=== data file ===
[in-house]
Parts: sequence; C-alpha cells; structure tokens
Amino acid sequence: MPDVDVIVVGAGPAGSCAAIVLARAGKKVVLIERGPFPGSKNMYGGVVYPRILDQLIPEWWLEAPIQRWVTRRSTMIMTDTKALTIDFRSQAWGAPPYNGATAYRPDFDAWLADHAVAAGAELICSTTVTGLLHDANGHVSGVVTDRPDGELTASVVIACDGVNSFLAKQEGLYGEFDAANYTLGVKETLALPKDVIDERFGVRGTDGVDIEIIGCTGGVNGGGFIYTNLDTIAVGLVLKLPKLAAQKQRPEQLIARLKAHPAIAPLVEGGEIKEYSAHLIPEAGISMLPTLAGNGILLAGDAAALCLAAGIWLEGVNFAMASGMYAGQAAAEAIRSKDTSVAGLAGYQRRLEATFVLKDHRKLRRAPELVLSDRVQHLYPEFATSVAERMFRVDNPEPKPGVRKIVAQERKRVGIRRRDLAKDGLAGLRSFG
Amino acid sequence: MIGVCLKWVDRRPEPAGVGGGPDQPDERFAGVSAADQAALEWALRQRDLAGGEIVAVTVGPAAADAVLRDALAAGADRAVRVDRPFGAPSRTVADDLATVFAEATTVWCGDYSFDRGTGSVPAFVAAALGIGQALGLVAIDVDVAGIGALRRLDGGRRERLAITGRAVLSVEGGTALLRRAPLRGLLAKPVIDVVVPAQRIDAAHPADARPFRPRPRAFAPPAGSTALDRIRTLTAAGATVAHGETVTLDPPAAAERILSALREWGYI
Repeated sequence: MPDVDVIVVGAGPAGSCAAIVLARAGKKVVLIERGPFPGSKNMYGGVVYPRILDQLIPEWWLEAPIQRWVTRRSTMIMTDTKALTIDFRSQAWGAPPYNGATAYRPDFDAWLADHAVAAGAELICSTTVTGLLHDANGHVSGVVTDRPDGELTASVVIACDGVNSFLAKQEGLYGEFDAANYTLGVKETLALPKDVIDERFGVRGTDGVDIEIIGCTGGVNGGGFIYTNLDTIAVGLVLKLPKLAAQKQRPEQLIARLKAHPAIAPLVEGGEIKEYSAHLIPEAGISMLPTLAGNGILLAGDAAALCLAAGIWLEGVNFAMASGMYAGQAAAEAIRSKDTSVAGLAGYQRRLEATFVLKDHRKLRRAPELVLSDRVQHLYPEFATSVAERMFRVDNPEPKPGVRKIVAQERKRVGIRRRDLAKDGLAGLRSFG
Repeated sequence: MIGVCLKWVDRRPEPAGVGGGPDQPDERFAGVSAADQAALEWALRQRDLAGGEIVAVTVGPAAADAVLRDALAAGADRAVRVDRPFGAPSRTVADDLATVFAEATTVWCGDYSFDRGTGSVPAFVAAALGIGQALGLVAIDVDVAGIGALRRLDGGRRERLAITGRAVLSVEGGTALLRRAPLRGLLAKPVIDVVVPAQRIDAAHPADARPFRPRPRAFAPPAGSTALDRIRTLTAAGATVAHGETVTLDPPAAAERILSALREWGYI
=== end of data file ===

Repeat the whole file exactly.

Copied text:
[in-house]
Parts: sequence; C-alpha cells; structure tokens
Amino acid sequence: MPDVDVIVVGAGPAGSCAAIVLARAGKKVVLIERGPFPGSKNMYGGVVYPRILDQLIPEWWLEAPIQRWVTRRSTMIMTDTKALTIDFRSQAWGAPPYNGATAYRPDFDAWLADHAVAAGAELICSTTVTGLLHDANGHVSGVVTDRPDGELTASVVIACDGVNSFLAKQEGLYGEFDAANYTLGVKETLALPKDVIDERFGVRGTDGVDIEIIGCTGGVNGGGFIYTNLDTIAVGLVLKLPKLAAQKQRPEQLIARLKAHPAIAPLVEGGEIKEYSAHLIPEAGISMLPTLAGNGILLAGDAAALCLAAGIWLEGVNFAMASGMYAGQAAAEAIRSKDTSVAGLAGYQRRLEATFVLKDHRKLRRAPELVLSDRVQHLYPEFATSVAERMFRVDNPEPKPGVRKIVAQERKRVGIRRRDLAKDGLAGLRSFG
Amino acid sequence: MIGVCLKWVDRRPEPAGVGGGPDQPDERFAGVSAADQAALEWALRQRDLAGGEIVAVTVGPAAADAVLRDALAAGADRAVRVDRPFGAPSRTVADDLATVFAEATTVWCGDYSFDRGTGSVPAFVAAALGIGQALGLVAIDVDVAGIGALRRLDGGRRERLAITGRAVLSVEGGTALLRRAPLRGLLAKPVIDVVVPAQRIDAAHPADARPFRPRPRAFAPPAGSTALDRIRTLTAAGATVAHGETVTLDPPAAAERILSALREWGYI
Repeated sequence: MPDVDVIVVGAGPAGSCAAIVLARAGKKVVLIERGPFPGSKNMYGGVVYPRILDQLIPEWWLEAPIQRWVTRRSTMIMTDTKALTIDFRSQAWGAPPYNGATAYRPDFDAWLADHAVAAGAELICSTTVTGLLHDANGHVSGVVTDRPDGELTASVVIACDGVNSFLAKQEGLYGEFDAANYTLGVKETLALPKDVIDERFGVRGTDGVDIEIIGCTGGVNGGGFIYTNLDTIAVGLVLKLPKLAAQKQRPEQLIARLKAHPAIAPLVEGGEIKEYSAHLIPEAGISMLPTLAGNGILLAGDAAALCLAAGIWLEGVNFAMASGMYAGQAAAEAIRSKDTSVAGLAGYQRRLEATFVLKDHRKLRRAPELVLSDRVQHLYPEFATSVAERMFRVDNPEPKPGVRKIVAQERKRVGIRRRDLAKDGLAGLRSFG
Repeated sequence: MIGVCLKWVDRRPEPAGVGGGPDQPDERFAGVSAADQAALEWALRQRDLAGGEIVAVTVGPAAADAVLRDALAAGADRAVRVDRPFGAPSRTVADDLATVFAEATTVWCGDYSFDRGTGSVPAFVAAALGIGQALGLVAIDVDVAGIGALRRLDGGRRERLAITGRAVLSVEGGTALLRRAPLRGLLAKPVIDVVVPAQRIDAAHPADARPFRPRPRAFAPPAGSTALDRIRTLTAAGATVAHGETVTLDPPAAAERILSALREWGYI